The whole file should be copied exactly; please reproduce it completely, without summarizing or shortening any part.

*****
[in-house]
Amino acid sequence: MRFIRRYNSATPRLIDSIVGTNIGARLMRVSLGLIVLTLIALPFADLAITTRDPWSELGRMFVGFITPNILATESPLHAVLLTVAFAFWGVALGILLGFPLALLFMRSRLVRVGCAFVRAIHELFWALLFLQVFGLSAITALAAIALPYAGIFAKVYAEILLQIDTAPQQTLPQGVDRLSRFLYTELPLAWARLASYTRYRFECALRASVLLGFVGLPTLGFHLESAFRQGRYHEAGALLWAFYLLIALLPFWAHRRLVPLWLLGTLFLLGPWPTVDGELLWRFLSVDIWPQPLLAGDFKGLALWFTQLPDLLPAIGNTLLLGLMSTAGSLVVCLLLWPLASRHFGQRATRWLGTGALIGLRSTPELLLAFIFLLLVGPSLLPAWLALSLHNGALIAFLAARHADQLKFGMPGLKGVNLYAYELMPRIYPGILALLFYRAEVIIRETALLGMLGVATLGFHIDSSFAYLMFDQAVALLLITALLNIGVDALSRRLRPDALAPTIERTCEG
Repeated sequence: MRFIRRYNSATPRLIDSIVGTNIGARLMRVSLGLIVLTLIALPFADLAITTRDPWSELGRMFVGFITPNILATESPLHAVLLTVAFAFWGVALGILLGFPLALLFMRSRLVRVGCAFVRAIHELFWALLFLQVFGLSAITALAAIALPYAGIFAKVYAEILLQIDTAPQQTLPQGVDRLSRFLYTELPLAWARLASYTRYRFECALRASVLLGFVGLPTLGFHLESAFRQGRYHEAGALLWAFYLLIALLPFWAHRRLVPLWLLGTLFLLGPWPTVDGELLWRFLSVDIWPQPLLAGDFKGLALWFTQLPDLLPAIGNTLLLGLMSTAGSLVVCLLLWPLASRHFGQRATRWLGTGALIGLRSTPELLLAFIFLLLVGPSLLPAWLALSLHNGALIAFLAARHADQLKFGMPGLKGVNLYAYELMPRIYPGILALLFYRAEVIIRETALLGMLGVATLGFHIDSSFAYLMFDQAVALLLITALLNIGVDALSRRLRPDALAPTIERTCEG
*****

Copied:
[in-house]
Amino acid sequence: MRFIRRYNSATPRLIDSIVGTNIGARLMRVSLGLIVLTLIALPFADLAITTRDPWSELGRMFVGFITPNILATESPLHAVLLTVAFAFWGVALGILLGFPLALLFMRSRLVRVGCAFVRAIHELFWALLFLQVFGLSAITALAAIALPYAGIFAKVYAEILLQIDTAPQQTLPQGVDRLSRFLYTELPLAWARLASYTRYRFECALRASVLLGFVGLPTLGFHLESAFRQGRYHEAGALLWAFYLLIALLPFWAHRRLVPLWLLGTLFLLGPWPTVDGELLWRFLSVDIWPQPLLAGDFKGLALWFTQLPDLLPAIGNTLLLGLMSTAGSLVVCLLLWPLASRHFGQRATRWLGTGALIGLRSTPELLLAFIFLLLVGPSLLPAWLALSLHNGALIAFLAARHADQLKFGMPGLKGVNLYAYELMPRIYPGILALLFYRAEVIIRETALLGMLGVATLGFHIDSSFAYLMFDQAVALLLITALLNIGVDALSRRLRPDALAPTIERTCEG
Repeated sequence: MRFIRRYNSATPRLIDSIVGTNIGARLMRVSLGLIVLTLIALPFADLAITTRDPWSELGRMFVGFITPNILATESPLHAVLLTVAFAFWGVALGILLGFPLALLFMRSRLVRVGCAFVRAIHELFWALLFLQVFGLSAITALAAIALPYAGIFAKVYAEILLQIDTAPQQTLPQGVDRLSRFLYTELPLAWARLASYTRYRFECALRASVLLGFVGLPTLGFHLESAFRQGRYHEAGALLWAFYLLIALLPFWAHRRLVPLWLLGTLFLLGPWPTVDGELLWRFLSVDIWPQPLLAGDFKGLALWFTQLPDLLPAIGNTLLLGLMSTAGSLVVCLLLWPLASRHFGQRATRWLGTGALIGLRSTPELLLAFIFLLLVGPSLLPAWLALSLHNGALIAFLAARHADQLKFGMPGLKGVNLYAYELMPRIYPGILALLFYRAEVIIRETALLGMLGVATLGFHIDSSFAYLMFDQAVALLLITALLNIGVDALSRRLRPDALAPTIERTCEG